New French Comedy Premiere In The US
Gabriel-Maximilien Leuvielle was born in December 1883 in Caverne, France. His parents were wealthy vineyard owners but Leuvielle was attracted to the theater. In 1899 he enrolled in the Bordeaux Conservatorie and by 1901 had become a contract player with the Bordeaux Théâtre des Arts. By 1905 he had adopted his stage name of “Max Linder” and applied for work at Pathé Frères film studios in Vincennes where he appeared in slapstick coedies in bit parts. From 1905 to 1907 Linder appeared in dozens of short comedy films for Pathé. When their leading comedy star left, Linder took over his character as a high-society dandy and made it his own. Linder’s “Max” a wealthy and dapper man-about-town frequently in hot water because of his penchant for beautiful women and the good life created one of the first identifiable motion-picture characters who appeared in successive situation comedies.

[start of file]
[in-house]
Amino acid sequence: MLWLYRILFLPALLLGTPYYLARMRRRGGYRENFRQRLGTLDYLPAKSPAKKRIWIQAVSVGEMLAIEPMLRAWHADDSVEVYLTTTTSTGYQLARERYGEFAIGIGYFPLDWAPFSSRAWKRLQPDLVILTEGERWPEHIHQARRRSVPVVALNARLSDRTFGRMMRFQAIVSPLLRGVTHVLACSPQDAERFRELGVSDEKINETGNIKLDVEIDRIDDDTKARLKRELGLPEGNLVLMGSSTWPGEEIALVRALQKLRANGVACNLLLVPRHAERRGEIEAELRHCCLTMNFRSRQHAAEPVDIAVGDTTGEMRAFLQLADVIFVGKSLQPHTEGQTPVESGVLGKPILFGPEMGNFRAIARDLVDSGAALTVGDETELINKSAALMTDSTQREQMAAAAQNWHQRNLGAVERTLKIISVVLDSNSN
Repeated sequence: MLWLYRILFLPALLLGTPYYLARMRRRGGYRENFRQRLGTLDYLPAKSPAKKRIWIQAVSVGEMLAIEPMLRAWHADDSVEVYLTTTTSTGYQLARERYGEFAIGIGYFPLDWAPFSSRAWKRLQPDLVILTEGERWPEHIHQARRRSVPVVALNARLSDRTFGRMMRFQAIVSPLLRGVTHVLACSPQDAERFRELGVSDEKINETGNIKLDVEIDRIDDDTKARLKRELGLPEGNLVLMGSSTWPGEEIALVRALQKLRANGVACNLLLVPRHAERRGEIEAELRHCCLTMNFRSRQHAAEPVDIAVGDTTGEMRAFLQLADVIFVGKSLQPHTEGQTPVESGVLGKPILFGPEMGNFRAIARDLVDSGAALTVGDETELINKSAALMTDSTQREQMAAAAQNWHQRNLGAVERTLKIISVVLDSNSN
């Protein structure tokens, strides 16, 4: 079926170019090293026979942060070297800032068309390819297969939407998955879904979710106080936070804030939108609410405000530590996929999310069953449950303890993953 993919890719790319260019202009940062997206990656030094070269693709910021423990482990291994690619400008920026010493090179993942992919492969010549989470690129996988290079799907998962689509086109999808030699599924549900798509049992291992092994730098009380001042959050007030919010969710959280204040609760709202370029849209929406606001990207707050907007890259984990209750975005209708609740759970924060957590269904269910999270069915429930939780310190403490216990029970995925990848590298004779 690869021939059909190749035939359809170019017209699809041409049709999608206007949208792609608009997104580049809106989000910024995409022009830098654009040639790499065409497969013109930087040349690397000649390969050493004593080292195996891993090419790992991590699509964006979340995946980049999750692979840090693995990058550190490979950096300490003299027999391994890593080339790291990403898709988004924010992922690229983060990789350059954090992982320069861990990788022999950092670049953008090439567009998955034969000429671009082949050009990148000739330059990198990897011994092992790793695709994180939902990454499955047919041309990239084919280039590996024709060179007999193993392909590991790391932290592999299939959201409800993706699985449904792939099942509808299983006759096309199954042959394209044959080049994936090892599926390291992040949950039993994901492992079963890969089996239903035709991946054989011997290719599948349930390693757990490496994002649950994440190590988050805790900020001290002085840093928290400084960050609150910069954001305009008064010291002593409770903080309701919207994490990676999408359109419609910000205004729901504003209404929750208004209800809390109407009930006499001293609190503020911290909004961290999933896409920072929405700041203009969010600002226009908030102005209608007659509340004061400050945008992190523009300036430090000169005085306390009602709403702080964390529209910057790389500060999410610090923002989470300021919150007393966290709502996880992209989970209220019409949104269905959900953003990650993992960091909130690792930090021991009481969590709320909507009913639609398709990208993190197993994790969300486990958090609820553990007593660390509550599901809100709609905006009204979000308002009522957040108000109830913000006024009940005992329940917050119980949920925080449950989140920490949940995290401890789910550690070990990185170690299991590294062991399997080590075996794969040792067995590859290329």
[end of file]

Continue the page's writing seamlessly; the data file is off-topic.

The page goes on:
“Max” debuted in 1907 and by 1910 Linder was one of the most popular film actors in the world. The appeals of silent films were appreciated everywhere and Linder was perhaps the first world movie star. He made 150,000 francs a year at the time the average monthly salary in France was 100 francs. In 1912 Linder demanded and received a salary of 1,000,000 francs a year. Pathé paid him and used the huge sum to add publicity to their films.
On June 4, 1912 Max Linder’s “One Exciting Night” was released in the US after premiere in Berlin in May.
Max Linder in “One Exciting Night” – 1912